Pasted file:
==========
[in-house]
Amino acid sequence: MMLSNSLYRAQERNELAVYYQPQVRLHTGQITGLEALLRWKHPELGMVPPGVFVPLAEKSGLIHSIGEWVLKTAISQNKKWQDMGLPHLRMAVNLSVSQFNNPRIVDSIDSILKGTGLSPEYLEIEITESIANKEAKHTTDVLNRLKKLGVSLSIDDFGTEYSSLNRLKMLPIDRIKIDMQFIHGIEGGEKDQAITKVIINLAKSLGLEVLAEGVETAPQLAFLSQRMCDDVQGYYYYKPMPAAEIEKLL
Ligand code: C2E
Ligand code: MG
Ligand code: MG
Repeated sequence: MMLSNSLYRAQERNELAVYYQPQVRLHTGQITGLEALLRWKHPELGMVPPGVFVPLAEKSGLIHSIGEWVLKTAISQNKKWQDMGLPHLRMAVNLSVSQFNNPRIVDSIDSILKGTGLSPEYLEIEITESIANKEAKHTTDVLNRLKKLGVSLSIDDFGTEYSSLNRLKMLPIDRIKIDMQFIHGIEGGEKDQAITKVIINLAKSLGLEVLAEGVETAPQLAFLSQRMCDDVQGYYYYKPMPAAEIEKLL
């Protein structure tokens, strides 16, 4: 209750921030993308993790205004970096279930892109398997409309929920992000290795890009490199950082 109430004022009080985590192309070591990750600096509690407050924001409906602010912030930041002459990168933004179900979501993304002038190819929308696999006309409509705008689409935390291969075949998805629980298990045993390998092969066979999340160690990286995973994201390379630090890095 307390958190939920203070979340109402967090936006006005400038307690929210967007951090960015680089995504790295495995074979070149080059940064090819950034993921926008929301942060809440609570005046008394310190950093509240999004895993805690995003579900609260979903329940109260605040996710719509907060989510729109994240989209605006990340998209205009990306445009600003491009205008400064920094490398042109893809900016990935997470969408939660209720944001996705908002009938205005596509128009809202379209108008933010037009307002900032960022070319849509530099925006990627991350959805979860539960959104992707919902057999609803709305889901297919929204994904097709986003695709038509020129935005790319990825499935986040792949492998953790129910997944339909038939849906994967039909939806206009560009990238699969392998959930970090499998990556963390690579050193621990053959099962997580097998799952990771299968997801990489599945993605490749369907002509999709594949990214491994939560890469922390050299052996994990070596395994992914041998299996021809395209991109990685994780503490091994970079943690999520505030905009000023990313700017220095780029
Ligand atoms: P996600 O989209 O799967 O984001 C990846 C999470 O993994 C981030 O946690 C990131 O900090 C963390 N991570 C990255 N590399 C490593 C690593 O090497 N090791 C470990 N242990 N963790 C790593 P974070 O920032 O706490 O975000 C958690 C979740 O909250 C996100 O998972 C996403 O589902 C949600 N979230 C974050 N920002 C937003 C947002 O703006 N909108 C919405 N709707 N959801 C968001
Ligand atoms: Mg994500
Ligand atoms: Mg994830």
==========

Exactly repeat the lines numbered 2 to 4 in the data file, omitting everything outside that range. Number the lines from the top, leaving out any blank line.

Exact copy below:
Amino acid sequence: MMLSNSLYRAQERNELAVYYQPQVRLHTGQITGLEALLRWKHPELGMVPPGVFVPLAEKSGLIHSIGEWVLKTAISQNKKWQDMGLPHLRMAVNLSVSQFNNPRIVDSIDSILKGTGLSPEYLEIEITESIANKEAKHTTDVLNRLKKLGVSLSIDDFGTEYSSLNRLKMLPIDRIKIDMQFIHGIEGGEKDQAITKVIINLAKSLGLEVLAEGVETAPQLAFLSQRMCDDVQGYYYYKPMPAAEIEKLL
Ligand code: C2E
Ligand code: MG